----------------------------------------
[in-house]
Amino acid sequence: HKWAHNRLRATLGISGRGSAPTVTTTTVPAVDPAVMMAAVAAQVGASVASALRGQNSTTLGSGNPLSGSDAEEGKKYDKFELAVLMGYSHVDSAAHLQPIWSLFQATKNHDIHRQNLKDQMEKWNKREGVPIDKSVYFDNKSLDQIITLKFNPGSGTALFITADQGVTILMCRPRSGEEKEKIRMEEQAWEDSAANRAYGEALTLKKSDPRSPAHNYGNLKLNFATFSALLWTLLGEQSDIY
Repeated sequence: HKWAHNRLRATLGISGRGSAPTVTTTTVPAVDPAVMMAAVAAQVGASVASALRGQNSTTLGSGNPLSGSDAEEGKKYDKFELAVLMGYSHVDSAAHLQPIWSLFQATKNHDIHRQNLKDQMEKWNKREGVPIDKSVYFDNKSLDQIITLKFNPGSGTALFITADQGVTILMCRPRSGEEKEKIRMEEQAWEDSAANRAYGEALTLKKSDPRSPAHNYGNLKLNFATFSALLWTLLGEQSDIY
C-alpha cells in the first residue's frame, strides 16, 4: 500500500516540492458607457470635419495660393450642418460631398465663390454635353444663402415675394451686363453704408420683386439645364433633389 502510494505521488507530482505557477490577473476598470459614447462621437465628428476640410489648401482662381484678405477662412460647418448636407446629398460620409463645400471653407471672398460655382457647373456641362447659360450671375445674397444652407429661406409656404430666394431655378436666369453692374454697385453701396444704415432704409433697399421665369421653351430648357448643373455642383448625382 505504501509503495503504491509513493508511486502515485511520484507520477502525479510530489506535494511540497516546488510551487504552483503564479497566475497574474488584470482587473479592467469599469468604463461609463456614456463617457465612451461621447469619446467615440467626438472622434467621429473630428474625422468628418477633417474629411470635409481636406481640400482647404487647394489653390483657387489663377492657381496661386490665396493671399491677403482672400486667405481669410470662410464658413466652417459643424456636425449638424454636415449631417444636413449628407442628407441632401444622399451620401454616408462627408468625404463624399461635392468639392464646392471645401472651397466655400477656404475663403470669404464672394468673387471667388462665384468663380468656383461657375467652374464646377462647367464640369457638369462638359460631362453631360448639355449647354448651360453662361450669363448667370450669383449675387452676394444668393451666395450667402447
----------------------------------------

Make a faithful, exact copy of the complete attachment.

[in-house]
Amino acid sequence: HKWAHNRLRATLGISGRGSAPTVTTTTVPAVDPAVMMAAVAAQVGASVASALRGQNSTTLGSGNPLSGSDAEEGKKYDKFELAVLMGYSHVDSAAHLQPIWSLFQATKNHDIHRQNLKDQMEKWNKREGVPIDKSVYFDNKSLDQIITLKFNPGSGTALFITADQGVTILMCRPRSGEEKEKIRMEEQAWEDSAANRAYGEALTLKKSDPRSPAHNYGNLKLNFATFSALLWTLLGEQSDIY
Repeated sequence: HKWAHNRLRATLGISGRGSAPTVTTTTVPAVDPAVMMAAVAAQVGASVASALRGQNSTTLGSGNPLSGSDAEEGKKYDKFELAVLMGYSHVDSAAHLQPIWSLFQATKNHDIHRQNLKDQMEKWNKREGVPIDKSVYFDNKSLDQIITLKFNPGSGTALFITADQGVTILMCRPRSGEEKEKIRMEEQAWEDSAANRAYGEALTLKKSDPRSPAHNYGNLKLNFATFSALLWTLLGEQSDIY
C-alpha cells in the first residue's frame, strides 16, 4: 500500500516540492458607457470635419495660393450642418460631398465663390454635353444663402415675394451686363453704408420683386439645364433633389 502510494505521488507530482505557477490577473476598470459614447462621437465628428476640410489648401482662381484678405477662412460647418448636407446629398460620409463645400471653407471672398460655382457647373456641362447659360450671375445674397444652407429661406409656404430666394431655378436666369453692374454697385453701396444704415432704409433697399421665369421653351430648357448643373455642383448625382 505504501509503495503504491509513493508511486502515485511520484507520477502525479510530489506535494511540497516546488510551487504552483503564479497566475497574474488584470482587473479592467469599469468604463461609463456614456463617457465612451461621447469619446467615440467626438472622434467621429473630428474625422468628418477633417474629411470635409481636406481640400482647404487647394489653390483657387489663377492657381496661386490665396493671399491677403482672400486667405481669410470662410464658413466652417459643424456636425449638424454636415449631417444636413449628407442628407441632401444622399451620401454616408462627408468625404463624399461635392468639392464646392471645401472651397466655400477656404475663403470669404464672394468673387471667388462665384468663380468656383461657375467652374464646377462647367464640369457638369462638359460631362453631360448639355449647354448651360453662361450669363448667370450669383449675387452676394444668393451666395450667402447